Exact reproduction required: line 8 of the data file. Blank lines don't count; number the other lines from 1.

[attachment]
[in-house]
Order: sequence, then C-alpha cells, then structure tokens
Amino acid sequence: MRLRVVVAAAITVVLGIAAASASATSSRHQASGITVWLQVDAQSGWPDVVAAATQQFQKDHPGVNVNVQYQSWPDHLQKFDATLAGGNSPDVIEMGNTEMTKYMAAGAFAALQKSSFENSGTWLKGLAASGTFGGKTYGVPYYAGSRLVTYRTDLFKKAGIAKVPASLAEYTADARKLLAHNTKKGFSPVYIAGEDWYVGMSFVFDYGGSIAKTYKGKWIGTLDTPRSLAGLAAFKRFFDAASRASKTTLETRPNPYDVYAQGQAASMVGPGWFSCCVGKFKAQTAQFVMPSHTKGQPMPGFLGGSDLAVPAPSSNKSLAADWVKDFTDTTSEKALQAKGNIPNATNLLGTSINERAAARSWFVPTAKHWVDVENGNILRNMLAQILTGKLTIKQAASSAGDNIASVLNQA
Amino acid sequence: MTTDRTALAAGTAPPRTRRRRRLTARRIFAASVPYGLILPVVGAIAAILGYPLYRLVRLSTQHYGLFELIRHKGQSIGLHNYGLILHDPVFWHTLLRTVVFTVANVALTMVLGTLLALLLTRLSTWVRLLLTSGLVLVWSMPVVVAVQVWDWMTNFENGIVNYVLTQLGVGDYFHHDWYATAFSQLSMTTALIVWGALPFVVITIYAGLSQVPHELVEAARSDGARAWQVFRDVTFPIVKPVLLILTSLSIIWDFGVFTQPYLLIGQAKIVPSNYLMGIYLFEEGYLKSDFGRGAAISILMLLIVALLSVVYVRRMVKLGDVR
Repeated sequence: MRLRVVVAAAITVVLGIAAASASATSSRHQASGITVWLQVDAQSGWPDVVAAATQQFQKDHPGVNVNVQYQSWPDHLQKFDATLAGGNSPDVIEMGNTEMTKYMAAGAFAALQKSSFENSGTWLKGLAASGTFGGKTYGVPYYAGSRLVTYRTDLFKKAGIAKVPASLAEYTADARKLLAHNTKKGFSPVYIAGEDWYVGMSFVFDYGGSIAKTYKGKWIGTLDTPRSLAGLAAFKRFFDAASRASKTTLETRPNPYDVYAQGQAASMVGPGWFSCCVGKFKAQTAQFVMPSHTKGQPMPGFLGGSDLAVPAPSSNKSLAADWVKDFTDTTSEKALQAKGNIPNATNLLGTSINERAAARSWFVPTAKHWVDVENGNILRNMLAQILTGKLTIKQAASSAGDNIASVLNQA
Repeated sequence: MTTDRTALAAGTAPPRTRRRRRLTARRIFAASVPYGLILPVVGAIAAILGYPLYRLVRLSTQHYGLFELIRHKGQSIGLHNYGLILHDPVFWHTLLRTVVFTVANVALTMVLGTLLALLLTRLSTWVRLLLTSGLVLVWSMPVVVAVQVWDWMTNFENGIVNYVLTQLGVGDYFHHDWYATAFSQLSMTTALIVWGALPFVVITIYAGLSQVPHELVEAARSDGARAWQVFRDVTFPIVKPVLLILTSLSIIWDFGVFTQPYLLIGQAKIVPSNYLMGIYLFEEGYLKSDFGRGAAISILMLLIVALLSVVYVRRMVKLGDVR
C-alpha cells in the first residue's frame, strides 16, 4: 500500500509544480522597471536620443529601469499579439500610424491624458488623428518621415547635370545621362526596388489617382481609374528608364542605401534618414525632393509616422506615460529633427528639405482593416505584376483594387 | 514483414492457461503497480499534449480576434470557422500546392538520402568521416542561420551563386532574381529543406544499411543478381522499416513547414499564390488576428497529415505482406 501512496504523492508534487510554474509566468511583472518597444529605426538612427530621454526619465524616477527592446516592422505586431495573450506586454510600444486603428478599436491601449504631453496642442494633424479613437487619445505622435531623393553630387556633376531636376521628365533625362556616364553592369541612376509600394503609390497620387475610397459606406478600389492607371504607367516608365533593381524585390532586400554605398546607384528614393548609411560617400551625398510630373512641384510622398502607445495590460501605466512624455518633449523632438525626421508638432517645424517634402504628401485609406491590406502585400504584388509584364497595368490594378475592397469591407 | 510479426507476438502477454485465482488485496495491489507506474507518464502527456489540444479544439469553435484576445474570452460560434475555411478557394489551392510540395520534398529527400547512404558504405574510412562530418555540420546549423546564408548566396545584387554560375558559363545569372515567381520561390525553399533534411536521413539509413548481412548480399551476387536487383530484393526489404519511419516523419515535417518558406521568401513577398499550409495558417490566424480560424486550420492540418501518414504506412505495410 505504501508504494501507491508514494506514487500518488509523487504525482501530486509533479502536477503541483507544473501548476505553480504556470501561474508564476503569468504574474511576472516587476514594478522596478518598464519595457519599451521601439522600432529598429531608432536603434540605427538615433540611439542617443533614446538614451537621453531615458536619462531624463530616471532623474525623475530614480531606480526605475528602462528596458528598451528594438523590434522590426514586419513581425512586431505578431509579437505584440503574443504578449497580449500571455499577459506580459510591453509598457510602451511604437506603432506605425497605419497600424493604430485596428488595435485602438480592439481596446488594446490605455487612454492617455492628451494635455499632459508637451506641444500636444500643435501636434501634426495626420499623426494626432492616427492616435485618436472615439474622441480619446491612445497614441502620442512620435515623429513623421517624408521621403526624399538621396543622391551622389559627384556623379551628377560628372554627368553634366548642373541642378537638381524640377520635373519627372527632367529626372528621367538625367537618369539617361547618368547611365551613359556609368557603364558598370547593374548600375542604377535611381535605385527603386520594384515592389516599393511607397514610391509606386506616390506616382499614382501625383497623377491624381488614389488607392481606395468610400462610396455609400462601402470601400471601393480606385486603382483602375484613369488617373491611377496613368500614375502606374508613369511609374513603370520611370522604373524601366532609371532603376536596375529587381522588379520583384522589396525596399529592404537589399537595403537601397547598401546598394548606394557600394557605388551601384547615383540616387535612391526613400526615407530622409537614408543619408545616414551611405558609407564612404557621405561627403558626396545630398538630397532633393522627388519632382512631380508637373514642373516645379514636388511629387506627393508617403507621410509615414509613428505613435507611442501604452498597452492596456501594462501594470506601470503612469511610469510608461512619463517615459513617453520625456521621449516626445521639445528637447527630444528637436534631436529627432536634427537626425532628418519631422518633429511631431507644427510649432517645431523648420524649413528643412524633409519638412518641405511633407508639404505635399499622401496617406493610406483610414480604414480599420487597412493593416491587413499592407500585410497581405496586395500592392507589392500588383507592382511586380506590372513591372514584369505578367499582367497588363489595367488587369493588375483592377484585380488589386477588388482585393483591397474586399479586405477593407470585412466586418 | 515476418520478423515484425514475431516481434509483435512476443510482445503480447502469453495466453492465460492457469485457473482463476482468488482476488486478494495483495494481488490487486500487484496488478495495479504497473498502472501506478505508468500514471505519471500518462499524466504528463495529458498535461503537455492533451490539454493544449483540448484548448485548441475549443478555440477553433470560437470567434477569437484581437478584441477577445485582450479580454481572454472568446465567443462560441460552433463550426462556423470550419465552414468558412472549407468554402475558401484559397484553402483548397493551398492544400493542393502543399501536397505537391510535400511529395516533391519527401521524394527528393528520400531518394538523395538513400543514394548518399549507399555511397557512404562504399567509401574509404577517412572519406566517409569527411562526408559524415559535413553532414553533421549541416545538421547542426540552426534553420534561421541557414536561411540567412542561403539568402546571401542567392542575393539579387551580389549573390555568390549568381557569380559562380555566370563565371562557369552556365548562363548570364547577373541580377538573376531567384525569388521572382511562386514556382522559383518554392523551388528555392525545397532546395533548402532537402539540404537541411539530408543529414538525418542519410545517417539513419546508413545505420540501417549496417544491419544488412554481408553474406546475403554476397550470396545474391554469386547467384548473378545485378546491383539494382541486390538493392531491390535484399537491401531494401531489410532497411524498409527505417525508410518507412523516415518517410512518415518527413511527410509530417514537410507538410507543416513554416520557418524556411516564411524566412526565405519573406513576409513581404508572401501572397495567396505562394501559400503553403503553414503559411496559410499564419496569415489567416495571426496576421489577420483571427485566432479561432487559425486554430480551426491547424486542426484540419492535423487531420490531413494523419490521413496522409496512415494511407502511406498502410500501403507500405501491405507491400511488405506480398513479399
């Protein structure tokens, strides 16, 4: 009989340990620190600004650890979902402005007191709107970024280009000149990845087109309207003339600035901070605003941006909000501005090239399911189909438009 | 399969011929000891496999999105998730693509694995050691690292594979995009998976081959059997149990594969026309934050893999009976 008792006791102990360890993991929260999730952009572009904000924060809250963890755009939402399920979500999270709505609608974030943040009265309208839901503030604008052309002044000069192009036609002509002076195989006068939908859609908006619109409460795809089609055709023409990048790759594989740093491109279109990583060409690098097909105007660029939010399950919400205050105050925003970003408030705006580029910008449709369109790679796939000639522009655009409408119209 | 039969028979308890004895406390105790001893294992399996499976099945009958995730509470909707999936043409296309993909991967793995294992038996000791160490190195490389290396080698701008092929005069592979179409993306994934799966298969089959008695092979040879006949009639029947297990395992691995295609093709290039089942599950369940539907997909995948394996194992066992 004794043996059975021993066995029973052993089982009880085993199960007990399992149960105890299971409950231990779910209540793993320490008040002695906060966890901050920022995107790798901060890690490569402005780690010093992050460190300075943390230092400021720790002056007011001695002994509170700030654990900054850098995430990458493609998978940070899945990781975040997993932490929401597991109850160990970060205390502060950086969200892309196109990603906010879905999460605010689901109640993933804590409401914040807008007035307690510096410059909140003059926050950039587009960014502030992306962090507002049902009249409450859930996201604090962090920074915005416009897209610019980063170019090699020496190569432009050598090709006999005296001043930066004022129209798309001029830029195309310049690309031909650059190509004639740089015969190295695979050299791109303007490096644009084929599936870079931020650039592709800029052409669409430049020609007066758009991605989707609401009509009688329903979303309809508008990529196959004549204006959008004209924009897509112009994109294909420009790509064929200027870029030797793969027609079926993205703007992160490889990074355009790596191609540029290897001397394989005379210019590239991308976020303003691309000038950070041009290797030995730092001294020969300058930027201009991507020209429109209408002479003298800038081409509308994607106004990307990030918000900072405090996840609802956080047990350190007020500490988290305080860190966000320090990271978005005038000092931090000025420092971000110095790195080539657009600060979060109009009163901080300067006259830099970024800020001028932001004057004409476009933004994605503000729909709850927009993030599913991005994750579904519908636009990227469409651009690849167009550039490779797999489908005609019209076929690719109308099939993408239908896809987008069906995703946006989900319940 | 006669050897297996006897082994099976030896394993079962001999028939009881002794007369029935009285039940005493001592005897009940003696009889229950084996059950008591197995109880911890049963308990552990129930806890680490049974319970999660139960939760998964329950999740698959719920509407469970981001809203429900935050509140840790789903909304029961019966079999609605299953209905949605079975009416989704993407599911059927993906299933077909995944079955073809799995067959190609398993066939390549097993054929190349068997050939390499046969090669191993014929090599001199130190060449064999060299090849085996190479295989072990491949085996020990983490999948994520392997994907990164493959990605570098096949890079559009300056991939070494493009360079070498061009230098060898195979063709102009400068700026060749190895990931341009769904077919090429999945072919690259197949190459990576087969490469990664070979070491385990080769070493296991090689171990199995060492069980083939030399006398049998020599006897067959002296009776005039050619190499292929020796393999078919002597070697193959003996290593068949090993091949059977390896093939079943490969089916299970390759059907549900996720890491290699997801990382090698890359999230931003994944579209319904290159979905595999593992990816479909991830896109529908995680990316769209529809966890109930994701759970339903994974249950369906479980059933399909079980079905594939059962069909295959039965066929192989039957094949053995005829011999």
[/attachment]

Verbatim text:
């Protein structure tokens, strides 16, 4: 009989340990620190600004650890979902402005007191709107970024280009000149990845087109309207003339600035901070605003941006909000501005090239399911189909438009 | 399969011929000891496999999105998730693509694995050691690292594979995009998976081959059997149990594969026309934050893999009976 008792006791102990360890993991929260999730952009572009904000924060809250963890755009939402399920979500999270709505609608974030943040009265309208839901503030604008052309002044000069192009036609002509002076195989006068939908859609908006619109409460795809089609055709023409990048790759594989740093491109279109990583060409690098097909105007660029939010399950919400205050105050925003970003408030705006580029910008449709369109790679796939000639522009655009409408119209 | 039969028979308890004895406390105790001893294992399996499976099945009958995730509470909707999936043409296309993909991967793995294992038996000791160490190195490389290396080698701008092929005069592979179409993306994934799966298969089959008695092979040879006949009639029947297990395992691995295609093709290039089942599950369940539907997909995948394996194992066992 004794043996059975021993066995029973052993089982009880085993199960007990399992149960105890299971409950231990779910209540793993320490008040002695906060966890901050920022995107790798901060890690490569402005780690010093992050460190300075943390230092400021720790002056007011001695002994509170700030654990900054850098995430990458493609998978940070899945990781975040997993932490929401597991109850160990970060205390502060950086969200892309196109990603906010879905999460605010689901109640993933804590409401914040807008007035307690510096410059909140003059926050950039587009960014502030992306962090507002049902009249409450859930996201604090962090920074915005416009897209610019980063170019090699020496190569432009050598090709006999005296001043930066004022129209798309001029830029195309310049690309031909650059190509004639740089015969190295695979050299791109303007490096644009084929599936870079931020650039592709800029052409669409430049020609007066758009991605989707609401009509009688329903979303309809508008990529196959004549204006959008004209924009897509112009994109294909420009790509064929200027870029030797793969027609079926993205703007992160490889990074355009790596191609540029290897001397394989005379210019590239991308976020303003691309000038950070041009290797030995730092001294020969300058930027201009991507020209429109209408002479003298800038081409509308994607106004990307990030918000900072405090996840609802956080047990350190007020500490988290305080860190966000320090990271978005005038000092931090000025420092971000110095790195080539657009600060979060109009009163901080300067006259830099970024800020001028932001004057004409476009933004994605503000729909709850927009993030599913991005994750579904519908636009990227469409651009690849167009550039490779797999489908005609019209076929690719109308099939993408239908896809987008069906995703946006989900319940 | 006669050897297996006897082994099976030896394993079962001999028939009881002794007369029935009285039940005493001592005897009940003696009889229950084996059950008591197995109880911890049963308990552990129930806890680490049974319970999660139960939760998964329950999740698959719920509407469970981001809203429900935050509140840790789903909304029961019966079999609605299953209905949605079975009416989704993407599911059927993906299933077909995944079955073809799995067959190609398993066939390549097993054929190349068997050939390499046969090669191993014929090599001199130190060449064999060299090849085996190479295989072990491949085996020990983490999948994520392997994907990164493959990605570098096949890079559009300056991939070494493009360079070498061009230098060898195979063709102009400068700026060749190895990931341009769904077919090429999945072919690259197949190459990576087969490469990664070979070491385990080769070493296991090689171990199995060492069980083939030399006398049998020599006897067959002296009776005039050619190499292929020796393999078919002597070697193959003996290593068949090993091949059977390896093939079943490969089916299970390759059907549900996720890491290699997801990382090698890359999230931003994944579209319904290159979905595999593992990816479909991830896109529908995680990316769209529809966890109930994701759970339903994974249950369906479980059933399909079980079905594939059962069909295959039965066929192989039957094949053995005829011999």